Hearing Facts

Why is hearing important?

Hearing is an essential part of maintaining relationships and connections with friends and family, fully participating in team and community activities, and experiencing life events. Hearing enables people to engage, listen, laugh, and enjoy many of the things that help shape your quality of life.

 

How does hearing affect life?

The impacts of hearing loss are very broad and profound. They include a loss of the ability to communicate with others can cause delayed language development in children, which can inevitably lead to social isolation, loneliness and frustration, particularly among older people with hearing loss.

 

Does hearing go as you age?

Statistically one in 3 adults over age 65 has hearing loss. Because of the gradual change in hearing, some people are unaware of the change at first. Most often, it affects the ability to hear high-pitched noises such as a phone ringing or beeping of a microwave. The ability to hear low-pitched noises is usually unaffected.

 

As things stand more than 1.5 billion people (nearly 20% of the world population) live with hearing loss; 430 million of them have disabling hearing loss. It is expected that by 2050, there could be over 700 million people with impaired hearing loss.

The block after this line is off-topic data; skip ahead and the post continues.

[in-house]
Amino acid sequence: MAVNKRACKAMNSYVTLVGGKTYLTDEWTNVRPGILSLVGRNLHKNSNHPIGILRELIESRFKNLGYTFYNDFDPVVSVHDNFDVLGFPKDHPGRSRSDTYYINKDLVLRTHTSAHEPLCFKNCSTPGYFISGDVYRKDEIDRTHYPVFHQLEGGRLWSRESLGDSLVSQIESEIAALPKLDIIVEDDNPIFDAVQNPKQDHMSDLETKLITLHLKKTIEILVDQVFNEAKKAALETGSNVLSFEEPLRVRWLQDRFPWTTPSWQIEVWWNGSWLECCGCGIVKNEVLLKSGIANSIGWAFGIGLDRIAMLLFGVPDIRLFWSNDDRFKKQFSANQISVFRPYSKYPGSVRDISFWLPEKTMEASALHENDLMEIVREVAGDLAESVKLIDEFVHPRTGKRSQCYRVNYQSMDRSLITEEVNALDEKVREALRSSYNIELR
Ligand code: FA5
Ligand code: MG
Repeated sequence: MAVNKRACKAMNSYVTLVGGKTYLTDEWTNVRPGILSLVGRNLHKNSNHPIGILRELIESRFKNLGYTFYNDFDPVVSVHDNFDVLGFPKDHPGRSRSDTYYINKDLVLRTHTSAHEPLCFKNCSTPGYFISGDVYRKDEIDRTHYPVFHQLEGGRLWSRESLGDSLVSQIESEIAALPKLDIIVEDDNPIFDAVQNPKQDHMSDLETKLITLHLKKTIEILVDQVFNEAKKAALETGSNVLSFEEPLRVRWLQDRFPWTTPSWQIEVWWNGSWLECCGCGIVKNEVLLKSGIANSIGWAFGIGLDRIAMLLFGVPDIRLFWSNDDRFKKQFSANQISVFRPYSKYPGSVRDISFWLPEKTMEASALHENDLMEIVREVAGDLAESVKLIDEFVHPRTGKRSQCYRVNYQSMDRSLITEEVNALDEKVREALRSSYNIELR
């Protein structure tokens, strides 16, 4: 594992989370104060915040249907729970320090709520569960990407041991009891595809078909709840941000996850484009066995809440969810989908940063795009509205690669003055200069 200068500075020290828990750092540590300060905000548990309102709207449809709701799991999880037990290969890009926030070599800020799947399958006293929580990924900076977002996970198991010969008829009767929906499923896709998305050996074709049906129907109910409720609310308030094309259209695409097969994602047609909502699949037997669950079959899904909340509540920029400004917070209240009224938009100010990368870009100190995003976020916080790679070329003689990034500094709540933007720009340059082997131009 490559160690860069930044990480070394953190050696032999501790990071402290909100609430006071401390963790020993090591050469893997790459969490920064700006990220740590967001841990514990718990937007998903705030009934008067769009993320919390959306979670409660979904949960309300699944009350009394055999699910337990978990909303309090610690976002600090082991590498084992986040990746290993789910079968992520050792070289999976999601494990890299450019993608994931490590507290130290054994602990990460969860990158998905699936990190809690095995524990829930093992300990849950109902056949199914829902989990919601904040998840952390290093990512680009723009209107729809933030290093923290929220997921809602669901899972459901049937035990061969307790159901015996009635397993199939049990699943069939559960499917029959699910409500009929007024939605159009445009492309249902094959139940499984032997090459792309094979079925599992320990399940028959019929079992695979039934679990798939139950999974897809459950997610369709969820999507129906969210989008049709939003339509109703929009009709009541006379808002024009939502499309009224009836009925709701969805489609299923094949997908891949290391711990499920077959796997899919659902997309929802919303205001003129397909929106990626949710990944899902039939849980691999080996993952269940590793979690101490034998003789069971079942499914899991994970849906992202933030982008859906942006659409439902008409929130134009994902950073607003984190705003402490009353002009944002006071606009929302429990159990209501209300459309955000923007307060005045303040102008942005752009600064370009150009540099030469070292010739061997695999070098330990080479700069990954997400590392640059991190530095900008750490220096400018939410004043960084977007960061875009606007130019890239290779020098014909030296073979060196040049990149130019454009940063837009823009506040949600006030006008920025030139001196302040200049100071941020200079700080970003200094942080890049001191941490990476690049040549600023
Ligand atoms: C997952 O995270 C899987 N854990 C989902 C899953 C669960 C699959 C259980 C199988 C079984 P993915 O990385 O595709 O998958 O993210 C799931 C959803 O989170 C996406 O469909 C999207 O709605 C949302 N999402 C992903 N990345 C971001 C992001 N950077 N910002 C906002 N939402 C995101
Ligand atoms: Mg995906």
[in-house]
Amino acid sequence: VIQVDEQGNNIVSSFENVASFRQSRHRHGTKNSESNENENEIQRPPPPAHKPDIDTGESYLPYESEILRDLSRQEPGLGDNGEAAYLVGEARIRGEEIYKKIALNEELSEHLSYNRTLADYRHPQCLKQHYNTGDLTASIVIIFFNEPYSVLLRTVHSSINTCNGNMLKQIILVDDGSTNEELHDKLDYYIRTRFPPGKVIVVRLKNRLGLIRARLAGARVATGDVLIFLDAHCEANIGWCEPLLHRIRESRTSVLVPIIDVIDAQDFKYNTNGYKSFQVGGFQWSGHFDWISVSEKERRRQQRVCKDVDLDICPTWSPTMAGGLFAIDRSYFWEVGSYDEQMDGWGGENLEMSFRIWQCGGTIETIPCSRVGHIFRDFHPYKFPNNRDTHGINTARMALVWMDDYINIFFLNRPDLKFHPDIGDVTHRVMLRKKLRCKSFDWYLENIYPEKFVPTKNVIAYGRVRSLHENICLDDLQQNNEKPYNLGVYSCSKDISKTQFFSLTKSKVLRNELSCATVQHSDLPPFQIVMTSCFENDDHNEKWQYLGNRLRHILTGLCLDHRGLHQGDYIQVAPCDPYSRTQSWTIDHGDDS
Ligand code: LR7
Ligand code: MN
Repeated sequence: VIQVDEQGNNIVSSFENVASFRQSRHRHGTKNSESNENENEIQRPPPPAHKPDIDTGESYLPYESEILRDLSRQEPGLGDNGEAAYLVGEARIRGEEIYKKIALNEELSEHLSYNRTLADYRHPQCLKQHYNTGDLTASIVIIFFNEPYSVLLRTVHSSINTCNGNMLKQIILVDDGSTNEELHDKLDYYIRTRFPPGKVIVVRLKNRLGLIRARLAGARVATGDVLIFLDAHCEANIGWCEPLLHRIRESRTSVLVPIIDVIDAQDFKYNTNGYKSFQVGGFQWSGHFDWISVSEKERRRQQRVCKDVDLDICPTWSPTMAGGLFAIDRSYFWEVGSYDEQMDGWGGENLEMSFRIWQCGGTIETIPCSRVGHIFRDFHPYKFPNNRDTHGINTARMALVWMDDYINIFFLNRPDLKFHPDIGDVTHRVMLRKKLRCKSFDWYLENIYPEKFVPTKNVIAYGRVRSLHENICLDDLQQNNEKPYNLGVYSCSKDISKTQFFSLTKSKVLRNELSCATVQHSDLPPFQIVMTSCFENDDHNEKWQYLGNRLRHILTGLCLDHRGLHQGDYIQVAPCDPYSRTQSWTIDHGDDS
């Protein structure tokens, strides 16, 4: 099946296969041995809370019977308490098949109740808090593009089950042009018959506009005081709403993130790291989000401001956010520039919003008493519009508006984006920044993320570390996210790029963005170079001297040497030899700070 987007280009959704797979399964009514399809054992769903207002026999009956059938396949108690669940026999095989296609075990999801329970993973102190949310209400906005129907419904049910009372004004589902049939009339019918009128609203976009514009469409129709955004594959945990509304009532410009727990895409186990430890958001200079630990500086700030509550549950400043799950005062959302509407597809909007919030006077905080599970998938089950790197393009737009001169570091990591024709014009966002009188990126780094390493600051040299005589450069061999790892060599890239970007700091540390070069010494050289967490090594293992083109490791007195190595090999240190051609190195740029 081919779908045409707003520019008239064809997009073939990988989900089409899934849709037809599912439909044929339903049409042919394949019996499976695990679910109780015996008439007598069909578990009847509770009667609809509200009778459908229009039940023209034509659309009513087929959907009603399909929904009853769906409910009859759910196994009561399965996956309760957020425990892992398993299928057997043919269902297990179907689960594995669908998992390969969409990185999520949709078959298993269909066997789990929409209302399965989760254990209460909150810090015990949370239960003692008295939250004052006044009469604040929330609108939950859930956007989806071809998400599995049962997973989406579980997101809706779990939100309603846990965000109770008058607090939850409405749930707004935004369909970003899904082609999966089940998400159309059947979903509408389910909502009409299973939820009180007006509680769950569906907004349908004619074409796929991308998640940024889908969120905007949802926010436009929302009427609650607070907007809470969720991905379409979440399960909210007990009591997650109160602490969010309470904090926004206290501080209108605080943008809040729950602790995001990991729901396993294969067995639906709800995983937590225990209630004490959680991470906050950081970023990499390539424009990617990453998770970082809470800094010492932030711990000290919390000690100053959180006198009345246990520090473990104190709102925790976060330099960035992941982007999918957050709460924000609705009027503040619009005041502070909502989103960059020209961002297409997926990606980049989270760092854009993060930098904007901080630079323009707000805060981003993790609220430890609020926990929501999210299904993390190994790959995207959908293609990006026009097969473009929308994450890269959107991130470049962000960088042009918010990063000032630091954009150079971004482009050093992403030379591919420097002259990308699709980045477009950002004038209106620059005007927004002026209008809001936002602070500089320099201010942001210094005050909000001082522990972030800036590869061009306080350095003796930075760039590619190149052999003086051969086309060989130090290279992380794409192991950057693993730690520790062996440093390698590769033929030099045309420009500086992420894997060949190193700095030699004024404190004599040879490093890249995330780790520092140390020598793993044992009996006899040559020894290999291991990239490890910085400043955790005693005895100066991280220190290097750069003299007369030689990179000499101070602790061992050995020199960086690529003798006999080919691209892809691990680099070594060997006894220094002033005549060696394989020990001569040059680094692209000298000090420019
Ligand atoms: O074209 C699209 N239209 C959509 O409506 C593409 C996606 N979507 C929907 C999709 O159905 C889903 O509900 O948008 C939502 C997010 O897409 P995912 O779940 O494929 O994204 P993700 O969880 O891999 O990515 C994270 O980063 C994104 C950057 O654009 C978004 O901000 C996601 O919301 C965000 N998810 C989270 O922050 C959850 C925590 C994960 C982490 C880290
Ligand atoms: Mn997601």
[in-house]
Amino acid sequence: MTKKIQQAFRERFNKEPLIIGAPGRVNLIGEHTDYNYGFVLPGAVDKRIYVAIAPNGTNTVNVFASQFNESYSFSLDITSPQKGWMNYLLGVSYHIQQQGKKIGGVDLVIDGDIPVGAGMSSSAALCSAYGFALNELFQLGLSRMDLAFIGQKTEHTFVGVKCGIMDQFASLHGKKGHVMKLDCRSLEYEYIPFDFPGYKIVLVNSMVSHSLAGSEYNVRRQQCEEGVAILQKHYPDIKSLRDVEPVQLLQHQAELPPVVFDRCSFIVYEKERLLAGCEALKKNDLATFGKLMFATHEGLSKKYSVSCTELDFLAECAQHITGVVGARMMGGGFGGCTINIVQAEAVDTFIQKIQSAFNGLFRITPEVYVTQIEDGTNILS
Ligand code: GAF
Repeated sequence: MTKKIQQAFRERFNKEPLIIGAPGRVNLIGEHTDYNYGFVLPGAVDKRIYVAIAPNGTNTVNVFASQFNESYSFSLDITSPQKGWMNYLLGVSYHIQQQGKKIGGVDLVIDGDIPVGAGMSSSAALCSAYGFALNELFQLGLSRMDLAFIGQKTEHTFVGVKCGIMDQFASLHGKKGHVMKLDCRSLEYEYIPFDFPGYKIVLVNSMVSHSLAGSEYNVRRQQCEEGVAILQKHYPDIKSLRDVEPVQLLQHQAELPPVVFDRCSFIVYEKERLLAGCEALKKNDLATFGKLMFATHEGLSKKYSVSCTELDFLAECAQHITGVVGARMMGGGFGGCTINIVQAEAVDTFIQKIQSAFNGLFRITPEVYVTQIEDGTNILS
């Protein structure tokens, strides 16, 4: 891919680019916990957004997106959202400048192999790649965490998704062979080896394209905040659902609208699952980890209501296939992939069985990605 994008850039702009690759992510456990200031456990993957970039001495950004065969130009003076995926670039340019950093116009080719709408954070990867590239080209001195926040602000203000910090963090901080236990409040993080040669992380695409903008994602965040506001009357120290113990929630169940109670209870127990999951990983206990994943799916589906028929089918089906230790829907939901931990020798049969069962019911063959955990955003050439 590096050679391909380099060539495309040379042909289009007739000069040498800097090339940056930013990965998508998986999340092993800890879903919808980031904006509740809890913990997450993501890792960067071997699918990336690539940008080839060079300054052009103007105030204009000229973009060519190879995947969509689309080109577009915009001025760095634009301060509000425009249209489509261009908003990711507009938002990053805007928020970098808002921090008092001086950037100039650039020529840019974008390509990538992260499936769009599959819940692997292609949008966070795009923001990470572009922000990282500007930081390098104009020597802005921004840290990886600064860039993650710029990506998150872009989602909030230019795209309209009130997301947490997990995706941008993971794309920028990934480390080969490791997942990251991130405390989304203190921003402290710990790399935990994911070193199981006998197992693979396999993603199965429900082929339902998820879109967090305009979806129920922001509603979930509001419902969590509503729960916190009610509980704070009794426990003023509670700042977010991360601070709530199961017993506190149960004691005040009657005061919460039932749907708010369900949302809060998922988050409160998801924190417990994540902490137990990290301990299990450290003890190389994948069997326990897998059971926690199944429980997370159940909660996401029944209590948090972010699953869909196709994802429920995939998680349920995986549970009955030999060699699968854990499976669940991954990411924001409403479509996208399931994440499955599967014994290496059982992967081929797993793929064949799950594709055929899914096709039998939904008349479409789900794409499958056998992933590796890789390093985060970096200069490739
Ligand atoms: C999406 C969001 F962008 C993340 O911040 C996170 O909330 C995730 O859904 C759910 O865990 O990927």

Hearing loss statistics in the UK

It is estimated that there are approximately 12 million people in this country with a hearing loss which makes it the second most common disability in the UK.

Right now, there are more people living with hearing loss than diabetes, coronary heart disease and cancer put together!

However, as an invisible impairment, it so often goes unnoticed, making it easier for those living with hearing loss to be ignored or forgotten.

  • 1 in 5 of the UK adult population is affected by hearing loss.
  • 8 million of these are aged 60 and over.
  • 6.7 million could benefit from hearing aids but only about 2 million people use them.
  • About 900,000 people are severely or profoundly deaf.
  • About 12,000 people in the UK use cochlear implants.
  • Many people with hearing loss also have tinnitus which affects 1 in 10 adults. They may also have balance difficulties.
  • Hearing loss is associated not only with mental health conditions (see below) but also with numerous physical health conditions such as diabetes, cardiovascular disease, anaemia, chronic kidney disease, rheumatoid arthritis, sleep apnoea, balance problems and an increased risk of falls.